This thesis focuses on the role of newspaper in relation to a specific ethnic conflict in the south of Thailand that was selected as a case study. There were four main objectives of this research. The first objective was to explore the news coverage of the violent conflict to find out how the conflict was covered by the Thai news media. The second was to examine the opinions and attitudes of relevant stakeholders in the journalism profession about the Thai news media’s performance and roles in covering news about the conflict. The third was to examine the effect of social, political and economic factors on the role of the news media. And the fourth objective was to elaborate a normative way for journalists to cover the violent news in the Thai context. This research adopted the pragmatism paradigm to set the study approach and used it as a framework to understand and analyse the results from all of the research methods used.
In concert with the pragmatism paradigm, this research employed a mixed-methods approach. There are three methods used in the study: content analysis, in-depth interviews and participant observations. The content analysis involved 316 news and non-news articles about the violent events in southern Thailand from six major newspapers. These articles were selected from the whole population of 1,521 articles published during 2008. The sampled newspapers represented three main targeted audiences: two quality, two popular and two English-language newspapers. Galtung’s peace journalism model was adapted into the construction of the coding sheet in this study as the framework of analysis. The 23 in-depth interviews were conducted with four different groups: (1) editors and news chiefs, (2) journalists, (3) academics and (4) community leaders. Participant observation was a supplementary method to this study. There were two types of observation settings: the newsroom and newsroom meetings, and the news gathering process in the conflict area.
The findings of content analysis revealed that the newspapers tended to report “what” had happened and the “visible effects” of the violence, rather than the “invisible and cultural” effects. The traditional news values and reporting style that place emphasis on timeliness and obvious impacts were the causes of the lack of depth in the reportage. In terms of language, emotive, demonising and victimising words were frequently used in the news. In a comparative analysis, the vernacular newspapers reported the events in “emotionalised” and “dramatised” ways, while the English-language papers used a more neutral tone. However, both types of newspapers relied mainly on official and government sources for news.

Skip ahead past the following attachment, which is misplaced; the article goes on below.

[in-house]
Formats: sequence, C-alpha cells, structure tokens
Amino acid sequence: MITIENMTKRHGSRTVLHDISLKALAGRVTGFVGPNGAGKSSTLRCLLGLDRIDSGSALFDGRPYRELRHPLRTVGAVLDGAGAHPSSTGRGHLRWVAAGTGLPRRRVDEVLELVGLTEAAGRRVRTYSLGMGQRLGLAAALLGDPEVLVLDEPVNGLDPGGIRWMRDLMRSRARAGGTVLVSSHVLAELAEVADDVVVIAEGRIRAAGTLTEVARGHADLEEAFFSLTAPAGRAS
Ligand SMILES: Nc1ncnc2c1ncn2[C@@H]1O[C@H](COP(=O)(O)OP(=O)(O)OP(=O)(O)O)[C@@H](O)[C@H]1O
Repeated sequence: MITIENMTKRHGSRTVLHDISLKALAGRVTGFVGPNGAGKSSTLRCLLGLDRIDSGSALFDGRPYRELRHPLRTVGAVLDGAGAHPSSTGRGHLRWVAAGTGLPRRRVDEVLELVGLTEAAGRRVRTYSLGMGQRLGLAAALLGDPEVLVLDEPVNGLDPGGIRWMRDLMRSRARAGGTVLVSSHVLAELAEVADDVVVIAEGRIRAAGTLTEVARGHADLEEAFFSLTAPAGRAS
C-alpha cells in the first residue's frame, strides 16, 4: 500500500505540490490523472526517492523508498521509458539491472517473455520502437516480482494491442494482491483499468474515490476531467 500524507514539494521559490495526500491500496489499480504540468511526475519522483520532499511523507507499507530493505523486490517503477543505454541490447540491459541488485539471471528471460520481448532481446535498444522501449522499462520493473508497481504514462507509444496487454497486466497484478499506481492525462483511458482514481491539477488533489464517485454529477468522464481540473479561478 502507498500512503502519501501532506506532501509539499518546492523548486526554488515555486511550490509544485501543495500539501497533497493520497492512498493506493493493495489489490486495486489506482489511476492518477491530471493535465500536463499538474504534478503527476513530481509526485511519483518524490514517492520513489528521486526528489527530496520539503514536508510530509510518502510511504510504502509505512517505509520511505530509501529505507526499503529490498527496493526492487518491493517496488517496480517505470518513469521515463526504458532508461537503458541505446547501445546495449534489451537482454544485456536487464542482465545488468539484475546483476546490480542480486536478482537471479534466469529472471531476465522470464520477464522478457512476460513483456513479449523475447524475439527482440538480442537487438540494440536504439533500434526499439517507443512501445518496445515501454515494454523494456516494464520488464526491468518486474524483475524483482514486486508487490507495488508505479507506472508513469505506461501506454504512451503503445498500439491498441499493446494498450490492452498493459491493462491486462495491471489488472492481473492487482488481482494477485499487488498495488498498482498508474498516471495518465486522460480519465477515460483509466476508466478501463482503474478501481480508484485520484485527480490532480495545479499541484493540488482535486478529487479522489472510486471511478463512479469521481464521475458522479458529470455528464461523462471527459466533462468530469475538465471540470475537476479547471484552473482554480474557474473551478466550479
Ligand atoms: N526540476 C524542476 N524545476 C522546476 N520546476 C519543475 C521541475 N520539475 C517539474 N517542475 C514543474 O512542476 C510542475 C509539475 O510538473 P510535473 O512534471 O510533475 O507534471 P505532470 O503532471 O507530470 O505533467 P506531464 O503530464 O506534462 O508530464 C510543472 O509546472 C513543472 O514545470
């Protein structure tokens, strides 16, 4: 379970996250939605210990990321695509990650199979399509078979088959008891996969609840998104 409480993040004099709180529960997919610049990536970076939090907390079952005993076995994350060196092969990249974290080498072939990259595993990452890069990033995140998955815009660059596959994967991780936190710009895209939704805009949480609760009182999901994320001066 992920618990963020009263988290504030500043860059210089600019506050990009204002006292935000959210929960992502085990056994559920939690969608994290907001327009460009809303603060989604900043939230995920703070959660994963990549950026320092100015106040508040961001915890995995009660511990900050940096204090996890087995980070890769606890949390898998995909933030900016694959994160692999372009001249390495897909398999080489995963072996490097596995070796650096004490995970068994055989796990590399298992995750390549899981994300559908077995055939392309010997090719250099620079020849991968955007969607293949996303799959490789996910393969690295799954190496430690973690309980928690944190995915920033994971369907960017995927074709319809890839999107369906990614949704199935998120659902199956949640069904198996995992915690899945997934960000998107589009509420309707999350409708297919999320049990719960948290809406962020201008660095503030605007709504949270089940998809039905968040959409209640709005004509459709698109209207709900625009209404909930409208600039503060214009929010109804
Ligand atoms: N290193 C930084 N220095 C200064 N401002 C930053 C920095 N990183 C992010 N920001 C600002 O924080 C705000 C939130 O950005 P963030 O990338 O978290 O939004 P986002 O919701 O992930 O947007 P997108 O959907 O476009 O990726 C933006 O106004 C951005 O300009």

The in-depth interviews captured criticism of journalists’ roles and suggestions for how to develop a practice of peace journalism in Thailand. Self-censorship of the media was seen by the academics as a reflection of national ideology and was seen by the media professionals as away to avoid the complexities of the violence. Traditional news values (such as impacts, the unusual, conflict and timeliness) were also important concerns for Thai journalism because they meant that the news emphasised and amplified the more violent aspects. There was a consensus that the constraints inside and outside a newsroom affected the work practices of journalists. The findings from the participant observation revealed some of the roots of the problems and concerns found in the content analysis and the in-depth interviews. For example, local journalists and stringers from the conflict area sometimes were acting simultaneously in two roles: as media professionals and local people. Subjectivity and emotional reactions are always involved in journalists’ decisions about what news to report and when to report it. The observations in the newsroom revealed that the routine working style of newspaper editorial staff is to follow the traditional newsworthiness assessment.
A number of concerns were identified that might make developing peace journalism in the Thai context problematic. This thesis addresses these concerns and proposes afour-point model of peace journalism practice for Thai journalists. The first recommendation is that closer networks be established between local and national level journalists and that all journalists develop closer networks with civil groups and academics. The second recommendation is that each newspaper establishes a ‘conflict and crisis’ news desk with specific policies. The third recommendation is that a new ‘frame of practice’ of news selection and newsworthiness be developed because the traditional newsworthiness assessment is a significant factor causing the violent news to become war reporting rather than peace reporting. The final recommendation is that the study of peace and conflict journalism be introduced in journalism schools to address the fundamental need for the development of a new generation of conflict-sensitive journalists.